So, Shabana dressed as a boy (pretending to be a male chaperone for her sister) and traveled to school, disguising their school books in shopping bags. At the age of 15, she went to the U.S. through the State Department’s Youth Exchange Studies Program and later attended Middlebury College in Vermont when she founded SOLA. The school started off with 4 students and has expanded to the more than 100 students currently enrolled.

Source:  Joanna Chattman. January 20, 2014

Since SOLA is one of the first boarding schools for girls in Afghanistan, it works toward a truly important goal; better access to a quality education for the young girls of Afghanistan. 66% of girls in Afghanistan, ages 12-15, are not in school. This is mostly due to extreme poverty, a very small number of female teachers, and poor socioeconomic status. A young girl’s neighborhood may put them at risk of danger just for wanting to receive an education. Alongside that, female teachers make up a fraction of the teaching force and are often underqualified, mostly due to the disparities in the education system. SOLA and people such as Shabana are pushing towards and making great strides in the fight for girl’s education, and East was very pleased to be able to show their support for SOLA.

Ms. Fey-Daly continued by saying, “I started teaching a couple of years before 9/11 and I taught sociology, global one, and global two. So, in global two and sociology, I talked about the Taliban and the importance of women’s education, so that seed was already there, and meeting Shabana put that together… I am so in awe of somebody that is that brave and that selfless. If there is something I can do to support that, I’m really glad that I have an opportunity to do that.”

When asked about what we as students can do to help make a difference, she said, “One of the things that I noticed when the news came with the Biden administration pulling out of Afghanistan was that the conversation was just about the troops, and that is very important because I don’t know what it’s like to be in a war and I don’t know what it’s like to fight, so I don’t have that perspective. But I do know what it’s like to be told you’re less than [someone else] because you’re female, and I felt that there were these girls and women that were just getting forgotten about in that conversation… lots of students are struggling for the right to be in a fraction of the comfort that we have as learners and as teachers, so that is the main thing, to not forget and to spread the word.”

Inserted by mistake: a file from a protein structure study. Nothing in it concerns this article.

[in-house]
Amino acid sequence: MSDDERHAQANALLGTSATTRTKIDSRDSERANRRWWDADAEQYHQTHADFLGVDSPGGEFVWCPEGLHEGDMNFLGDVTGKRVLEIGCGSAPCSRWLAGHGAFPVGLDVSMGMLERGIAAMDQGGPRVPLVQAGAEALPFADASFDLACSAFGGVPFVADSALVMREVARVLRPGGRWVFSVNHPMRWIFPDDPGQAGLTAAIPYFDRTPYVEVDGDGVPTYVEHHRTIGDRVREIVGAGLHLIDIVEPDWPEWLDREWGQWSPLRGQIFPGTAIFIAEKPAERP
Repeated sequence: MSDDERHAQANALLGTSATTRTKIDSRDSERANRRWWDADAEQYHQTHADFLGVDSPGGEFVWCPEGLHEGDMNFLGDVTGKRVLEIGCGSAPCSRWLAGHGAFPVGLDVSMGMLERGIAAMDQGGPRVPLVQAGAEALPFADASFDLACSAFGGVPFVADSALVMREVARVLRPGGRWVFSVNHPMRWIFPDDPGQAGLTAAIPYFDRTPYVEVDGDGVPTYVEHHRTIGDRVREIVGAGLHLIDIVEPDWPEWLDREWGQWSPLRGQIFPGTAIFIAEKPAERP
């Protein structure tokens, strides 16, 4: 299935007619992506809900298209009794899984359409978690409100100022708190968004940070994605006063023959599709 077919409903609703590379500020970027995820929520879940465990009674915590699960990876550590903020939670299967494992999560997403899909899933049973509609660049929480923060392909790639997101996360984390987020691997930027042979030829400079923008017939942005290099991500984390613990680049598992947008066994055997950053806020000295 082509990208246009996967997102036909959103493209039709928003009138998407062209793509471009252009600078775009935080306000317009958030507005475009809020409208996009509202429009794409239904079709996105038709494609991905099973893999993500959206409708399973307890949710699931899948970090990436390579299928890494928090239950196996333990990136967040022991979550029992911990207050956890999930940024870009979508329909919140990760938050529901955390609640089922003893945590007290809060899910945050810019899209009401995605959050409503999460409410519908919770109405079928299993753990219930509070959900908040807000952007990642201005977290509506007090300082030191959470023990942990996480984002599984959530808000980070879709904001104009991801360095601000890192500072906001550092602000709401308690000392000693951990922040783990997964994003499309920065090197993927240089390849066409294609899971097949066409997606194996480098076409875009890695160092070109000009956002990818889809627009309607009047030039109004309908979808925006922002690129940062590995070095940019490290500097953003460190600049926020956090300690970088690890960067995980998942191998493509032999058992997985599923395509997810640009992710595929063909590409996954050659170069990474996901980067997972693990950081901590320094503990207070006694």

To end our conversation, Ms. Fey-Daly wanted to show her gratitude to her friends, her colleagues, and to her students who inspire her to do what she does. “I am very fortunate that Zina nominated me, and it meant so much that somebody felt that I made a difference in their life.”

With the school year coming to a close, let us show our gratitude to all of our amazing teachers at East, such as Ms. Fey-Daly and the Social Studies Department. If you wish to learn more or to donate to SOLA, please click the link here or visit https://www.sola-afghanistan.org/.